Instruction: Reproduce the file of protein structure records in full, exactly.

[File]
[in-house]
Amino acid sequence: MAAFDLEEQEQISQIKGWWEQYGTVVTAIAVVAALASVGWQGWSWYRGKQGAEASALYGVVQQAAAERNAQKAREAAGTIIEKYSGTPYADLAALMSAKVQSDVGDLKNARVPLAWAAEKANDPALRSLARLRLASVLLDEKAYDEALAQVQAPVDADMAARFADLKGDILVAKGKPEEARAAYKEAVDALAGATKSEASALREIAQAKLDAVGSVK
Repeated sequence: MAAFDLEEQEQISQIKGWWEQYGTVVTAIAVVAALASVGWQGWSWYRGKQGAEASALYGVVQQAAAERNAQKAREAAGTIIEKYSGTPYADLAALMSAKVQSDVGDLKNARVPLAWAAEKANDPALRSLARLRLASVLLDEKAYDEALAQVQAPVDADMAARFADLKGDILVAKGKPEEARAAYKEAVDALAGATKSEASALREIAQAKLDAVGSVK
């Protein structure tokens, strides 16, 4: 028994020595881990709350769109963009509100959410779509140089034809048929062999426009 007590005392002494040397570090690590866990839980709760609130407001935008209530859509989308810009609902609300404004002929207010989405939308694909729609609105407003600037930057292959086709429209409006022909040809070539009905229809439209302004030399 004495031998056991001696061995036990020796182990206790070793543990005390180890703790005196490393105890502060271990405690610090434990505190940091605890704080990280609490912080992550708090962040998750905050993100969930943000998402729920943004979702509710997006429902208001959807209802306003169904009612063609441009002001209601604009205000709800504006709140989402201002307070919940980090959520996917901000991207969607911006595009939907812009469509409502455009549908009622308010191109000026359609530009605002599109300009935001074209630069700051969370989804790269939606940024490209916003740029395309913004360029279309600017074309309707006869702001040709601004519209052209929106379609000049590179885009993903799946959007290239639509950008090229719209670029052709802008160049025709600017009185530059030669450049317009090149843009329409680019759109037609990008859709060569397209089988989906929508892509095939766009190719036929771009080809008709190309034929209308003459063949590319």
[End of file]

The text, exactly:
[in-house]
Amino acid sequence: MAAFDLEEQEQISQIKGWWEQYGTVVTAIAVVAALASVGWQGWSWYRGKQGAEASALYGVVQQAAAERNAQKAREAAGTIIEKYSGTPYADLAALMSAKVQSDVGDLKNARVPLAWAAEKANDPALRSLARLRLASVLLDEKAYDEALAQVQAPVDADMAARFADLKGDILVAKGKPEEARAAYKEAVDALAGATKSEASALREIAQAKLDAVGSVK
Repeated sequence: MAAFDLEEQEQISQIKGWWEQYGTVVTAIAVVAALASVGWQGWSWYRGKQGAEASALYGVVQQAAAERNAQKAREAAGTIIEKYSGTPYADLAALMSAKVQSDVGDLKNARVPLAWAAEKANDPALRSLARLRLASVLLDEKAYDEALAQVQAPVDADMAARFADLKGDILVAKGKPEEARAAYKEAVDALAGATKSEASALREIAQAKLDAVGSVK
């Protein structure tokens, strides 16, 4: 028994020595881990709350769109963009509100959410779509140089034809048929062999426009 007590005392002494040397570090690590866990839980709760609130407001935008209530859509989308810009609902609300404004002929207010989405939308694909729609609105407003600037930057292959086709429209409006022909040809070539009905229809439209302004030399 004495031998056991001696061995036990020796182990206790070793543990005390180890703790005196490393105890502060271990405690610090434990505190940091605890704080990280609490912080992550708090962040998750905050993100969930943000998402729920943004979702509710997006429902208001959807209802306003169904009612063609441009002001209601604009205000709800504006709140989402201002307070919940980090959520996917901000991207969607911006595009939907812009469509409502455009549908009622308010191109000026359609530009605002599109300009935001074209630069700051969370989804790269939606940024490209916003740029395309913004360029279309600017074309309707006869702001040709601004519209052209929106379609000049590179885009993903799946959007290239639509950008090229719209670029052709802008160049025709600017009185530059030669450049317009090149843009329409680019759109037609990008859709060569397209089988989906929508892509095939766009190719036929771009080809008709190309034929209308003459063949590319």